In order to live as an ecological disciple, I believe that it is vital to understand our interdependence with all of Earth and her creatures. Once we realize that the Earth is indeed sacred, that the Earth does not belong to us, but that we belong to Earth, we begin to cultivate an expanding compassion for all of created life. We make healthier decisions for our own bodies and Earth’s body.
In my own spiritual journey, retirement from full time congregational ministry and relocation to Camano Island has been a life-transformative experience. My eyes were opened to the innate sacredness of the Earth when I began praying and worshipping outdoors. Additionally, experiencing the artwork created by Susan has led me to a deep awareness of the empathy I share with creation.
Showing that human beings are an integral part of nature is a recurring theme in Susan’s art. Her paintings emphasize what human beings might look like when they are fully connected to the Earth, which can be seen in the work below.
What do you see and experience happening as you pray with this painting? Obviously, we see immediately an image of a woman who is asleep. Resting, she appears content as her head is cradled in the arms of what appear to be two trees. As our eyes move from left to right in each image, her face becomes more defined. Her eyes are opening and developing in the middle frame and a more apparent smile is forming. At the same time, the image of the woman has also become more “nature-like” as images of water, sky and clouds are forming within her face. However, a naiveté remains in the expression of her eyes.
In the third frame we see a woman who is more fully formed and more obviously awake. I see a compassionate and wise gaze. Also, the woman’s humanity has become more embedded within the structure of what now appears to be a forest. The smaller tree that once cradled her face is now revealed with a more mature and sturdy trunk. A root wisp touches the woman’s mouth. The eyes appear to be more human looking. As for the nose, it too has become more humanlike. Or not. Perhaps the nose has become treelike. Perhaps they have become one. Yes! Human beings and trees share the same breath. While it is clear that the awakening woman is becoming more clearly defined against the backdrop of forest, sky and water; nature has been undergoing its own changes. The forest itself has become more expansive.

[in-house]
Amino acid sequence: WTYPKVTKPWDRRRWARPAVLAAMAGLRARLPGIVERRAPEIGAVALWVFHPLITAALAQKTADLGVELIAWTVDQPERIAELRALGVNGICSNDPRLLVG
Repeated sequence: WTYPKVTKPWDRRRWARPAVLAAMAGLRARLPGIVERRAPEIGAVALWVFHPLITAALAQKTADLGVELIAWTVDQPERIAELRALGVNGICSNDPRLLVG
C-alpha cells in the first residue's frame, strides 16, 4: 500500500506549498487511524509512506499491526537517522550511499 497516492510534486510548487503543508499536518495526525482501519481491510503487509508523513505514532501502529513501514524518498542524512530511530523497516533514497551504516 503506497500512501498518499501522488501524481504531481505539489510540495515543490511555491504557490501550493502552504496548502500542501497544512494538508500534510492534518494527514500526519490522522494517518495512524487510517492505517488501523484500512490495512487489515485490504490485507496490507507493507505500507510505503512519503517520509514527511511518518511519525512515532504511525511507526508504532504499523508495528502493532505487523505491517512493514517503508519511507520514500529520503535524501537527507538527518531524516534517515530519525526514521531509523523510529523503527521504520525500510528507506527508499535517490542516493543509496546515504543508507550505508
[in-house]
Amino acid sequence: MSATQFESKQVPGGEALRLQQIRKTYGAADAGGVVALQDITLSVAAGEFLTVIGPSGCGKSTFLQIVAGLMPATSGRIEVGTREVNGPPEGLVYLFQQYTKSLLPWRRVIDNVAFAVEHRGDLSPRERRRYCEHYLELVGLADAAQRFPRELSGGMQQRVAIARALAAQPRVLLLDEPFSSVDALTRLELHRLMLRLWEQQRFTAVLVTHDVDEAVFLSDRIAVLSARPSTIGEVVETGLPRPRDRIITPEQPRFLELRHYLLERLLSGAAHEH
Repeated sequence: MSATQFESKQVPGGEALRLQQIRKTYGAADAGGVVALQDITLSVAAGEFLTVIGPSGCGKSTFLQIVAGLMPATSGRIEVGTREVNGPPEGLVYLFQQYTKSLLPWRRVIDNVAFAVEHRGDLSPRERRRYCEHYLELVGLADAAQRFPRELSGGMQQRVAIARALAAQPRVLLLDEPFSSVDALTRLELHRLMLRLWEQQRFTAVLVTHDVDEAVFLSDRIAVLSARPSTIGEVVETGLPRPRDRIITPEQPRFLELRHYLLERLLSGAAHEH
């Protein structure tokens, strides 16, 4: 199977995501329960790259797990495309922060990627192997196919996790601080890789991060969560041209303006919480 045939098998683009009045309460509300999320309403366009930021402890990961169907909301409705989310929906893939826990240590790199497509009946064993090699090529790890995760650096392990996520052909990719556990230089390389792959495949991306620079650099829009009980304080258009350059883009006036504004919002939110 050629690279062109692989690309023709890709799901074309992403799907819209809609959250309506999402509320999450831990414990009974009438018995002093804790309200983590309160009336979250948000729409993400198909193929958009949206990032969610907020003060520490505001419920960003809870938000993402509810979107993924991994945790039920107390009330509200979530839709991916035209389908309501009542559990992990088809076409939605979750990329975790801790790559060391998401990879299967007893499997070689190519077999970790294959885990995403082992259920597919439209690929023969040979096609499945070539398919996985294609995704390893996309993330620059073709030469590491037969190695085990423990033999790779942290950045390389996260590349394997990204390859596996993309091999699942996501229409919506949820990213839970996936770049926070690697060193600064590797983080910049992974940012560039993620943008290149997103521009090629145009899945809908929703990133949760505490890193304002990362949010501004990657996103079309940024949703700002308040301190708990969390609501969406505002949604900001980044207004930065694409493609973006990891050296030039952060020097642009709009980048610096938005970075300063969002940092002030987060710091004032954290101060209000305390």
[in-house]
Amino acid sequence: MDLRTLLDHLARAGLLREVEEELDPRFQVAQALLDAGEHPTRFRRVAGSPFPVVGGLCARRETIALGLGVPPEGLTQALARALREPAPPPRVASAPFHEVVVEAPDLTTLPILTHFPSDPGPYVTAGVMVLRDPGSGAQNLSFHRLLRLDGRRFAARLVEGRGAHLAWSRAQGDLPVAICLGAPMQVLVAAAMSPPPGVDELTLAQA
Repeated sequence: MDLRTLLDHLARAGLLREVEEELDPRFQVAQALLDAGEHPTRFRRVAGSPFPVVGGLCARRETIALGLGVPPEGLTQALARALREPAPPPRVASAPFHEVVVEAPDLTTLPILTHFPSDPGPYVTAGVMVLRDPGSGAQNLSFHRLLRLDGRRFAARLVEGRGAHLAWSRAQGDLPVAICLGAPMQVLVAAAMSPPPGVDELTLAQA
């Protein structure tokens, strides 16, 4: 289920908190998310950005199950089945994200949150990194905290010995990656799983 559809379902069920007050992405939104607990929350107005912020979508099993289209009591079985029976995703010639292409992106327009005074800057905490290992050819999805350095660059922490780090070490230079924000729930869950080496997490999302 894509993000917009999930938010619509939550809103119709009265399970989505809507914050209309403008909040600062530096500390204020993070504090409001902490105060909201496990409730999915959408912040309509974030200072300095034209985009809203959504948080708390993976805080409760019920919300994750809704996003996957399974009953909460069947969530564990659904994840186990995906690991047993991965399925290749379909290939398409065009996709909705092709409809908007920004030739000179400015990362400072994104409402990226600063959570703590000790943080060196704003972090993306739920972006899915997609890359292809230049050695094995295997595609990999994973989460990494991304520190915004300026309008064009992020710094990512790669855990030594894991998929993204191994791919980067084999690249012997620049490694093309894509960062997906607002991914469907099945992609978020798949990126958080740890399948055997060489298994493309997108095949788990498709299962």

We often think and speak of the conflict and competition that exists between creation and humanity. Susan’s art is refreshing in that it clearly depicts how both can enhance one another. Her art gives us images which lead us into a deeper appreciation of both God’s creation and humanity by reminding us that we are dependent upon one another for our mutual individuation and evolution. It invites us to understand the point of view of nature instead of only focusing on our experiences in nature.
And, of course, her art is an invitation to be aware of our impact on the Earth. As creation theologian Matthew Fox has said, “Compassion is born of interconnectivity, the cosmic law of responding to another’s pain and suffering, joy and celebration as one’s own.”
What might happen if more of us had our own awakening and began to view life with the eyes of nature? Might that not enable us to cultivate a more robust mutual relationship with Earth? What might happen if we attuned ourselves to hearing what messages, what feelings, what wisdom is being offered to us by and through creation? Might we become more empathetic and compassionate human beings? I am thankful that Susan’s art invites us into this sacred dance with creation and all of its gifts and treasures.
Rev. Elaine Breckenridge
More of Susan’s work can be seen on her website.
Visit her Camano Island studio by appointment by emailing her at firstname.lastname@example.org, or calling 425-750-4994.